Nature & biodiversity
Loss of biodiversity
The crisis we face is both a carbon and an ecological crisis. The UK has lost almost half of its biodiversity (the variety of living species on Earth, including plants, animals, bacteria, and fungi) since the 1970s and 15% of the 8,431 species found here are threatened with extinction (RSPB State of Nature 2019). The UK ranks in the lowest 10% of countries internationally for its (lack of) biodiversity and a study by the Natural History Museum published in 2021 reported that overall 41% of UK species were in decline, and that 26% of UK mammals are at risk of extinction.
Biodiversity is important; it underpins global nutrition and food security and impacts on economic growth, it contributes to human health and wellbeing for both physical and mental health, it enables clean air, clean water and healthy soils and it provides us all with beauty and wonder. Land management for biodiversity also supports carbon reduction, the two are inextricably linked, and critical to success is the relationship between food production and ecology, through farming systems that support high nature value.
There are key policy drivers to improve ecological health, such as Nature Recovery Strategies for each county. The post-Brexit Environmental Land Management scheme (ELMs) is intended to support measures that improve “public goods” – those things provided by land management that are not provided primarily through market mechanisms, including the ability to store carbon, supply clean water etc
Within Shropshire local initiatives are moving the biodiversity agenda forward.
Local targets are to expand and restore woodland cover in ways that are sympathetic to nature and the landscape. Local examples include:
Roadside verges and hedgerows
Effective management of roadside verges and hedgerows can have significant impacts for biodiversity gain and also help sequester carbon.
The project covers 200 km2 and includes the Long Mynd SSSI (Site of Special Scientific Interest) and the Stiperstones NNR (National Nature Reserve). The aim is to create ecological connectivity; connecting wildlife habitats by strengthening or creating “Stepping Stones” and corridors of habitats between and around these two core sites.
RSVP volunteers ‘adopt’ verges, sowing and planting wildflowers to support wildlife.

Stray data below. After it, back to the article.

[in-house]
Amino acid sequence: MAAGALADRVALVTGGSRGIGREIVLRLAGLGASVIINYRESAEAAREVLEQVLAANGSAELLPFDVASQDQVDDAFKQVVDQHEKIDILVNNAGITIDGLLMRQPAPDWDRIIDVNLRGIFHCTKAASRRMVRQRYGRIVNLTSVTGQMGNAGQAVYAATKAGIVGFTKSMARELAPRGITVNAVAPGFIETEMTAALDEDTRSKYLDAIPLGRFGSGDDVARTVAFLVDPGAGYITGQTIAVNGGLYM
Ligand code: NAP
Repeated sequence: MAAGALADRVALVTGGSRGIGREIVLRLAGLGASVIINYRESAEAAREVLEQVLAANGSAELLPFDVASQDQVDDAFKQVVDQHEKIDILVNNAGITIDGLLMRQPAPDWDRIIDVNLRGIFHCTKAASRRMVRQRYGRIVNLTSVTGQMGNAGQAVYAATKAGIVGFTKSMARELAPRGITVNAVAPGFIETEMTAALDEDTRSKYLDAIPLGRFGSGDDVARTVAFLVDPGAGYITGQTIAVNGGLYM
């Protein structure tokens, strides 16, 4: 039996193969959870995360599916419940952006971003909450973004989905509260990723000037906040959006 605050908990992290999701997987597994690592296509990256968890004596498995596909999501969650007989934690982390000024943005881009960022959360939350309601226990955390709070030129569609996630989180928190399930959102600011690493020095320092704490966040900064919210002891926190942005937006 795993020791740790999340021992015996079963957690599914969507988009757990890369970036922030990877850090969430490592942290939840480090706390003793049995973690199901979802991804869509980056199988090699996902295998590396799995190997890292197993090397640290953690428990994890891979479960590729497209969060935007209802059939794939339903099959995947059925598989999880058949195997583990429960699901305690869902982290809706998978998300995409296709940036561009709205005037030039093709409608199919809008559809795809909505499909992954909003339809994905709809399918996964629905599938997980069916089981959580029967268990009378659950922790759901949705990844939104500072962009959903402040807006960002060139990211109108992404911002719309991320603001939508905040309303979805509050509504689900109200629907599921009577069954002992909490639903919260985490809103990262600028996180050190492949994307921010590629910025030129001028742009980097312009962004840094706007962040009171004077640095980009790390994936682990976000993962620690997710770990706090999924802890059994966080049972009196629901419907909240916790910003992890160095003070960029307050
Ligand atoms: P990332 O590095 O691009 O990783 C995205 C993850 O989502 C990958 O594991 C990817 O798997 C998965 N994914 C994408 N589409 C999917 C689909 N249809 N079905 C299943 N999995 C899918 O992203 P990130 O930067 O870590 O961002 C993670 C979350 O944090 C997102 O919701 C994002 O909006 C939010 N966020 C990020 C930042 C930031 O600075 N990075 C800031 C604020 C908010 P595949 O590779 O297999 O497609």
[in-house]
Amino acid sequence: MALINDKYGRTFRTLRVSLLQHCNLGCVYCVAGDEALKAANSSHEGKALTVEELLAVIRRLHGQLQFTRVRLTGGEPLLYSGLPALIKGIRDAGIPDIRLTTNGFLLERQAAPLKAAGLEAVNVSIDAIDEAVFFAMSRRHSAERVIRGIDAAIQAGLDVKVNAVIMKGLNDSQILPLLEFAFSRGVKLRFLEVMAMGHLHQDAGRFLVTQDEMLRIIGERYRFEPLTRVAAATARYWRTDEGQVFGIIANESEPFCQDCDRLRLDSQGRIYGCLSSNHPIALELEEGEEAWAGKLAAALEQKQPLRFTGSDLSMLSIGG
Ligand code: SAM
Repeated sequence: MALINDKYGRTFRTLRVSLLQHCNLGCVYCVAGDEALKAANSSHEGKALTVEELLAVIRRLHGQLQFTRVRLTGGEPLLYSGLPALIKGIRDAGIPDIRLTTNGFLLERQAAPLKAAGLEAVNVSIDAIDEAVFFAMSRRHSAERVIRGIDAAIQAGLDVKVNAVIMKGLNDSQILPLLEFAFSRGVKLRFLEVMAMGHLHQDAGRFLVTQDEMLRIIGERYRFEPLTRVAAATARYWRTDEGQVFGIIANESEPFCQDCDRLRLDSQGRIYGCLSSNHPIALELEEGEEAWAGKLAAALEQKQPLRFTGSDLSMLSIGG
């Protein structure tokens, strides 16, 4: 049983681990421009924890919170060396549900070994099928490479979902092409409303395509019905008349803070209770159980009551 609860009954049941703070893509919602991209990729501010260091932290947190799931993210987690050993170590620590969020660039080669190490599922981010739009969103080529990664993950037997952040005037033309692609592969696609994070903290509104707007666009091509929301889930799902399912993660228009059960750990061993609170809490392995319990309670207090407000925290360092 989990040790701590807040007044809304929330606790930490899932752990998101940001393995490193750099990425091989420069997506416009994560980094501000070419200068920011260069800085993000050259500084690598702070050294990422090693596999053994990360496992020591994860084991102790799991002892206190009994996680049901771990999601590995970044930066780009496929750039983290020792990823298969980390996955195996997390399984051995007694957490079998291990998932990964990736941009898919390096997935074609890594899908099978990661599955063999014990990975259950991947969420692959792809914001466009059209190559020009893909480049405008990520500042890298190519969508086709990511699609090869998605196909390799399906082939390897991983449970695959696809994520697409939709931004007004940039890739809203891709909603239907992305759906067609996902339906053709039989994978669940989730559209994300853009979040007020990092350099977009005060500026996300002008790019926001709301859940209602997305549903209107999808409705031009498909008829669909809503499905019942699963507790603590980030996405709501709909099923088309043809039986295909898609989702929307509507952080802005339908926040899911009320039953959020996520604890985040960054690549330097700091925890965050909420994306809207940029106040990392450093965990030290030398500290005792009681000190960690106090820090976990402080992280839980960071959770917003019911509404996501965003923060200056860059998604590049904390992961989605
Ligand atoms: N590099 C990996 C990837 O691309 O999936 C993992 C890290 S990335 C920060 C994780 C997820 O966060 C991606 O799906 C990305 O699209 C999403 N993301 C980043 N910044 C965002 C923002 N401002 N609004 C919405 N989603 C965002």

Partners in biodiversity enhancement
Friends of Mortimer Forest help preserve and enhance the natural environment in Mortimer Forest which covers South Shropshire and North Herefordshire and to encourage its use to promote mental and physical health and educational activities.
Going Wild in Bishop’s Castle is a project to ‘green’ Bishop’s Castle and encourage biodiversity by planting trees, hedgerows, herbs, shrubs, ponds, nest boxes etc.
Land, Life & Livelihoods is a community initiative operating in the Clun Forest and working with farmers and the wider community.
Marches Meadow Group operates on both sides of the Welsh Marches in Shropshire and Powys. They are interested in the management and conservation of wildflower rich hay meadows of all sizes from patches of lawn upwards. Join up and attend events, walks and talks.
Middle Marches Community Land Trust (MMCLT) is a community-led Trust based in the Middle Marches which is committed to the promotion and development of sustainable and environmentally responsible agriculture. It protects, conserves, restores and enhances the environment through the purchase, lease and management of land.
Shropshire Wildlife Trust manage over 40 Nature Reserves across Shropshire and run local groups and events across the county.
Sarah’s blog tells the story of an 11-acre field in south Shropshire bought in 2018 and now managed for nature (with wetland, meadow, woodland and ponds).
Pams Pools is a permaculture and wildlife project near Bridgnorth working to enhance the biodiversity of an 110 acre site centred on disused quarry pits.